Books about war are always popular, for a variety of reasons, but I am not interested in making a political statement. I just wanted to highlight some of the great literature that arises from war.
I don’t have any great pearls of wisdom about war, as I don’t have any personal experience with it, so I’ll quote from a blog (http://www.artofmanliness.com/2013/12/02/books-about-war/) that is far more eloquent than I am:
“War is unquestionably mankind at his worst. Yet, paradoxically, it is in war that men — individual men — often show the very best of themselves. War is often the result of greed, stupidity, or depravity. But in it, men are often brave, loyal, and selfless… The study of war is the study of life, because war is life in the rawest sense. It is death, fear, power, love, adrenaline, sacrifice, glory, and the will to survive.”
I chose mostly fiction for this display, rather than straight-up historical non-fiction. I wanted to explore the idea of war and how it affects the individual, whether that person is a soldier or a combatant, a civilian caught in the midst of conflict and combat, or a society that finds itself engulfed by war. I purposely chose not to include any Holocaust literature, as I find it difficult to think objectively about war when the Holocaust is involved.
Signage is always a really fun part of putting a display together. I put up pictures of children’s alphabet blocks to spell out the letters W-A-R, along with pictures of those ubiquitous green army men. I really liked the uneasy feeling conveyed by this juxtaposition.
Some highly recommended reading:
We Die Alone: A World War II Epic of Escape and Endurance, by David Howarth – first published in 1955, this is the true story of Jan Baalsrud, a Norwegian who snuck back into an occupied Norway to recruit for the Resistance. This is a truly gripping account of incredible bad luck, amazing perseverance in the face of terrible odds, and the selflessness of people who helped him escape from the Germans. I read this a long time ago, but have never forgotten it. It is reminiscent of Shackleton’s ordeal in Antarctica, except Shackleton wasn’t in danger of being killed by other people.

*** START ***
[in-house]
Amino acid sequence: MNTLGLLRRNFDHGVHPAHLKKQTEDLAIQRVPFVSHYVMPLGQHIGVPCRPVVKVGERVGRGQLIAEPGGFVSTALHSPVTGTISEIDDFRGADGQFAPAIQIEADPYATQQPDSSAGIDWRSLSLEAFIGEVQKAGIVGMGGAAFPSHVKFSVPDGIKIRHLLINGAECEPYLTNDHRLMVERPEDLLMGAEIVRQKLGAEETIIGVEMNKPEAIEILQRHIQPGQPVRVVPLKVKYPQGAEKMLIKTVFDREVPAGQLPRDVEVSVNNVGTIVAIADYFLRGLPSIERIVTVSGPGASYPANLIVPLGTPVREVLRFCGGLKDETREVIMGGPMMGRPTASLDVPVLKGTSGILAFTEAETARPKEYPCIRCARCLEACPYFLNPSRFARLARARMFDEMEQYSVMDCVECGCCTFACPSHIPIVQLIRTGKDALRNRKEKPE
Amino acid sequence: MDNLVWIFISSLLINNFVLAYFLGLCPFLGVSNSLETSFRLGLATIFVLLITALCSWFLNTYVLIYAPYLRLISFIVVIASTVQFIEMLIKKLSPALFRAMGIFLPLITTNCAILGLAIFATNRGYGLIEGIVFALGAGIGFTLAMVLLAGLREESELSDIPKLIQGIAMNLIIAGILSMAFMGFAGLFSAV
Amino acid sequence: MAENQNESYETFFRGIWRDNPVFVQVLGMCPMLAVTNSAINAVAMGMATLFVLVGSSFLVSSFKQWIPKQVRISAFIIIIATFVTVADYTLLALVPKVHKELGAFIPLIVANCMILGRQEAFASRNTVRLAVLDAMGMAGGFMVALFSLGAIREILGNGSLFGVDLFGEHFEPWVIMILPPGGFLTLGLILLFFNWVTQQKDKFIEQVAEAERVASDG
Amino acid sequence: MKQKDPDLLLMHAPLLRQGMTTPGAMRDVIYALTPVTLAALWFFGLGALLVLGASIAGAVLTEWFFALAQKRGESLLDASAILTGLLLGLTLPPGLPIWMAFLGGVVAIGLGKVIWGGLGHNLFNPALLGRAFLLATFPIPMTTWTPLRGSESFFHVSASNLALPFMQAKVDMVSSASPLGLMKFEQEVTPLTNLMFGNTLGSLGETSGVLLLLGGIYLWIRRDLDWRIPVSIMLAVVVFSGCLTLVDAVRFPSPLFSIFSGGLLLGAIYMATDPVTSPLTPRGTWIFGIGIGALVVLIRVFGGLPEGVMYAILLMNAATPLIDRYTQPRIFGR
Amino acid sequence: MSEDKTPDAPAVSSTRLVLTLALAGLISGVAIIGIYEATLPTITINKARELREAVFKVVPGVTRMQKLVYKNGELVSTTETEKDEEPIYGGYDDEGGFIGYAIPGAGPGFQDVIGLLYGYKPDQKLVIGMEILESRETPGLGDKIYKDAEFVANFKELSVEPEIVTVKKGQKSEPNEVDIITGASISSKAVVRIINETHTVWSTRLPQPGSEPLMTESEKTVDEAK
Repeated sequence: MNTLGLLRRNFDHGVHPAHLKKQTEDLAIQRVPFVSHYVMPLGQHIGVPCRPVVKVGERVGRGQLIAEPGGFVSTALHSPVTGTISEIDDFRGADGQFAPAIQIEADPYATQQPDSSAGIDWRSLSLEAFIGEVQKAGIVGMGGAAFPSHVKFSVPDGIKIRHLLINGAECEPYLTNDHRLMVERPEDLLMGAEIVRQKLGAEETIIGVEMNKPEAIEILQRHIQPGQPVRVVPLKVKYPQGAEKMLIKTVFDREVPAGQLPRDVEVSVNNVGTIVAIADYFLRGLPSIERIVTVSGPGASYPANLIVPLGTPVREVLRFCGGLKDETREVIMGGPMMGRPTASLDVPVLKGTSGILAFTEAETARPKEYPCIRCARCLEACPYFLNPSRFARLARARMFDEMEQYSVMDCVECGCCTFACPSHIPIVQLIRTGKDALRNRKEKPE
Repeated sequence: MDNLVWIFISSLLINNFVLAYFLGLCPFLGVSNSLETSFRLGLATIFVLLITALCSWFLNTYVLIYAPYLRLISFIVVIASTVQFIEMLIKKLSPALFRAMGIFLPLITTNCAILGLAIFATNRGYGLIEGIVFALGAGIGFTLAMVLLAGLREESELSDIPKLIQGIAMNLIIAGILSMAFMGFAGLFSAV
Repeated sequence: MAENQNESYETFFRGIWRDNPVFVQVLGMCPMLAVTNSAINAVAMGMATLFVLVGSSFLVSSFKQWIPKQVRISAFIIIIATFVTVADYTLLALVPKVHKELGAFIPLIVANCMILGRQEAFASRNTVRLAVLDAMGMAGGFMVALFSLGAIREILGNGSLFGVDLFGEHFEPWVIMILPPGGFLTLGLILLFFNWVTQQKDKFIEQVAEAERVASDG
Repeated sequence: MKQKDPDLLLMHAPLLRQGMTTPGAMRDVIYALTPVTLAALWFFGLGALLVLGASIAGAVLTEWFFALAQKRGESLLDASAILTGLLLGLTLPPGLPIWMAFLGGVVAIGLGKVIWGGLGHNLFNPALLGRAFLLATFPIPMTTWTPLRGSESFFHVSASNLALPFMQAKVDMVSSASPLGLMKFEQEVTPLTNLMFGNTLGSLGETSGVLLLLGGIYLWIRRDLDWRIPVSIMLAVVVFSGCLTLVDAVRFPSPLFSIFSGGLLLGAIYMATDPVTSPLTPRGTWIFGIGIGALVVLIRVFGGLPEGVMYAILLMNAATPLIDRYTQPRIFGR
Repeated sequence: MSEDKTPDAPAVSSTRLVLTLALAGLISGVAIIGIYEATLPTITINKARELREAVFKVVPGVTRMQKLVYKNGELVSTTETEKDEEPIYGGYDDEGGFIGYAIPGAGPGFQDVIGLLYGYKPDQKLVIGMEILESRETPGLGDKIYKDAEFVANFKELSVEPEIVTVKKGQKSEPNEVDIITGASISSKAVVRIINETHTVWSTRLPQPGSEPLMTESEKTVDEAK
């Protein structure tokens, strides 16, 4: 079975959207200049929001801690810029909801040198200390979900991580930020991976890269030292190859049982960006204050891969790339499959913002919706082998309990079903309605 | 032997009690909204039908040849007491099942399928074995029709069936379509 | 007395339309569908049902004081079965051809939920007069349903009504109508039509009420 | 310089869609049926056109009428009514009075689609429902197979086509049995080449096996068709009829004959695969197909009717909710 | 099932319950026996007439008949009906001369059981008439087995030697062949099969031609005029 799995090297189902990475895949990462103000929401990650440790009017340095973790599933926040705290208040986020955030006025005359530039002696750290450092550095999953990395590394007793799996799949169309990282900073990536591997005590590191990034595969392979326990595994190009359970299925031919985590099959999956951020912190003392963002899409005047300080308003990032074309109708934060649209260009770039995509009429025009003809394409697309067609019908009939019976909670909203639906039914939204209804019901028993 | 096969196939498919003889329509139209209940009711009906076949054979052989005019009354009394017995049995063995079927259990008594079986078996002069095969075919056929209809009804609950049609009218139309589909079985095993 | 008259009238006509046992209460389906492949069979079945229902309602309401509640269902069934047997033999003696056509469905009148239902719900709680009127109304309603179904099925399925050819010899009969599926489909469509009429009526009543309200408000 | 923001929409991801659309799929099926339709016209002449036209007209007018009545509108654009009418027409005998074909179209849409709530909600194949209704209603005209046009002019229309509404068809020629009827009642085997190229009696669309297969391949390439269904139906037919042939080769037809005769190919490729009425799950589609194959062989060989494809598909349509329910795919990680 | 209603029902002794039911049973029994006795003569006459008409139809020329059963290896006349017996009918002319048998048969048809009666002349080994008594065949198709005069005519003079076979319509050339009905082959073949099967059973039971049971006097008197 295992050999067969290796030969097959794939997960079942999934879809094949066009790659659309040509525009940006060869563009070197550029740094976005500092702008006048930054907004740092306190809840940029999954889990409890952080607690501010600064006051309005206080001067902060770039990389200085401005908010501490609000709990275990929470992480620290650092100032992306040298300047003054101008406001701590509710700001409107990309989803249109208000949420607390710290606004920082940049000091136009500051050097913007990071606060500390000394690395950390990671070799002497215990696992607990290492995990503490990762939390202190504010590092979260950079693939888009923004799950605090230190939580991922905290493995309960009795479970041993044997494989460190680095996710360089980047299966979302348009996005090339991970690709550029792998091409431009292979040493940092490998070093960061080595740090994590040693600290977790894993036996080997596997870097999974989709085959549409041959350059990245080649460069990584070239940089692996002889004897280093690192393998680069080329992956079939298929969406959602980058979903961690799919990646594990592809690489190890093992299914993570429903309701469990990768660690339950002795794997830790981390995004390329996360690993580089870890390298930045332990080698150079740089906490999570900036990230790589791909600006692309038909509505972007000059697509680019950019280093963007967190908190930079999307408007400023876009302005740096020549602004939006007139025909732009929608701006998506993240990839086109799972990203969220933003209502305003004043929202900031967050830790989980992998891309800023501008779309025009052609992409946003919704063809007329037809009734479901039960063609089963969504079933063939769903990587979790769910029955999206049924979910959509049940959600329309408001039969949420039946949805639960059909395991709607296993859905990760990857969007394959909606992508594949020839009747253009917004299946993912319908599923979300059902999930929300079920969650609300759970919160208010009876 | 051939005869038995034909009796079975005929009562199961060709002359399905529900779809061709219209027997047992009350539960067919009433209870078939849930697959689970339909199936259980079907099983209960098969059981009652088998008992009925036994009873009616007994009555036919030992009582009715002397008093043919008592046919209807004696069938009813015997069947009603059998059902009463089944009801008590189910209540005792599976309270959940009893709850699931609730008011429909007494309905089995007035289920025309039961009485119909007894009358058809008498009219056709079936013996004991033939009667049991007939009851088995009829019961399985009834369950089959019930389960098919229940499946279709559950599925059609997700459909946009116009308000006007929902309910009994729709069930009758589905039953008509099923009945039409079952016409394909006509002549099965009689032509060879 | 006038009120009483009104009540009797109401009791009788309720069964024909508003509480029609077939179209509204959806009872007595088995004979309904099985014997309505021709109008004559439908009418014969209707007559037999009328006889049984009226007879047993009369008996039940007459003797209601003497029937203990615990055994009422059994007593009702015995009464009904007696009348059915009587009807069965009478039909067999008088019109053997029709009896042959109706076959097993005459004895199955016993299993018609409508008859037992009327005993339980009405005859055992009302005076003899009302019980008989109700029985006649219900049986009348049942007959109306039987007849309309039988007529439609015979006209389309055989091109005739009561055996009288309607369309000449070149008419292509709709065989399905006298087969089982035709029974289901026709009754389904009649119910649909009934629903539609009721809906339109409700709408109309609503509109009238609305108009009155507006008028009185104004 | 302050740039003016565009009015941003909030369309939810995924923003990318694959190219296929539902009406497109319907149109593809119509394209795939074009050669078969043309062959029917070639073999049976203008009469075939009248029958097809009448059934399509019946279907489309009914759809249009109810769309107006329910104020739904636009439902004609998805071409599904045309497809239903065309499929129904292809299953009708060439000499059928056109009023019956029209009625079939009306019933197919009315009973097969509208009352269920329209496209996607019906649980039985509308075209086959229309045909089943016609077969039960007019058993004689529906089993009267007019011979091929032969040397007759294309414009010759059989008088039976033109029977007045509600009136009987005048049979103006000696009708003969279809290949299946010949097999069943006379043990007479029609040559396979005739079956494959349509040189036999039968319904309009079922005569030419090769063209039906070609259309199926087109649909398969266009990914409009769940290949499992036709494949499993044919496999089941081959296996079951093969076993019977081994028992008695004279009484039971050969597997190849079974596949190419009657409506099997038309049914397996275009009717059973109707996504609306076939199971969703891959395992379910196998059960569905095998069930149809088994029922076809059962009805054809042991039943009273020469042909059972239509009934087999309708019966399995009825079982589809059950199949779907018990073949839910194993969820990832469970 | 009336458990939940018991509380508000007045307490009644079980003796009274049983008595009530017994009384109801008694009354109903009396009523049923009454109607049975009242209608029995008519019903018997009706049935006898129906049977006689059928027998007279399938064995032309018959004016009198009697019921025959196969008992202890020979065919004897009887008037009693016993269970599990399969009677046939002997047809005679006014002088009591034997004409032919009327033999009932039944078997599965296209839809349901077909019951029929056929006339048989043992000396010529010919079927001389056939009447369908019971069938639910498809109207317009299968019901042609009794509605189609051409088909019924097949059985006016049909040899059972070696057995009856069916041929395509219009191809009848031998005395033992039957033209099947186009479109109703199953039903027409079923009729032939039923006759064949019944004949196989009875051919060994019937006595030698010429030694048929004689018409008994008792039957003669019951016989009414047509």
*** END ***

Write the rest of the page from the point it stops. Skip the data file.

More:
The Young Lions, by Irwin Shaw – published in 1948, this was recommended to me by a customer a couple of years ago, and I wish I remembered her name so that I could thank her! It is the story of 3 soldiers – a young German Nazi, a young American Jew, and an older, cynical American. It is the story that underlies all other stories: Good and Evil. (You know, like when Matthew McGonaughey says at the end of the first season of True Detective, “There’s just one story: light versus dark”). It is one of the most beautiful books I have ever read. How could a book about war be beautiful? There are 6 or so pages that make this book that elevate this novel to something remarkable. This is when the young Jewish soldier finds himself in an English church, listening to the vicar deliver a war sermon to some soldiers that acknowledges the reality that the killing that they must do will be terrible, that it will not be glorious, and that there is no righteousness in the act of killing.
Half of a Yellow Sun by Chimamanda Ngozi Adichie
HHhH: A Novel by Laurent Binet
World War Z: An Oral History of the Zombie War by Max Brooks
Baghdad Central by Elliott Colla
Agincourt by Bernard Cornwell
The Narrow Road to the Deep North by Richard Flanagan
Billy Lynn’s Long Halftime Walk: A Novel by Ben Fountain
Catch-22 by Joseph Heller
The Sun Also Rises by Ernest Hemingway
A Farewell to Arms by Ernest Hemingway
Confederates in the Attic: Dispatches from the Unfinished Civil War by Tony Horwitz
Little Bighorn by John Hough Jr
Neverhome: A Novel by Laird Hunt
Daughters of Mars: A Novel by Thomas Keneally
American Sniper by Chris Kyle
Furies: War in Europe, 1450 – 1700 by Lauro Martines
War! What is it Good For?: Conflict and the Progress of Civilization from Primates to Robots by Ian Morris
Knife Fights: A Memoir of Modern War in Theory and Practice by John A. Nagl
Master and Commander by Patrick O’Brian
The Things They Carried by Tim O’Brien
The Yellow Birds by Kevin Powers
All Quiet on the Western Front by Erich Maria Remarque
The final Storm by Jeff Shaara
The Killer Angels by Michael Shaara
First of July: A Novel by Elizabeth Speller
Soldier Girls: The Battles of Three Women at Home and at War by Helen Thorpe
The Guns of August: The Outbreak of World War 1; Barbara W. Tuchman’s Great War Series by Barbara W. Tuchman
Slaughter-House Five by Kurt Vonnegut
Snow Hunter by Paul Yoon
The Liberator: One World War II Soldier’s 500- Day Odyssey from the Beaches of Sicily to the Gates of Dachau by Alex Kershaw
We Die Alone by David Howarth
The Shetland Bus: A WWII Epic of Escape, Survival, and Adventure by David Howarth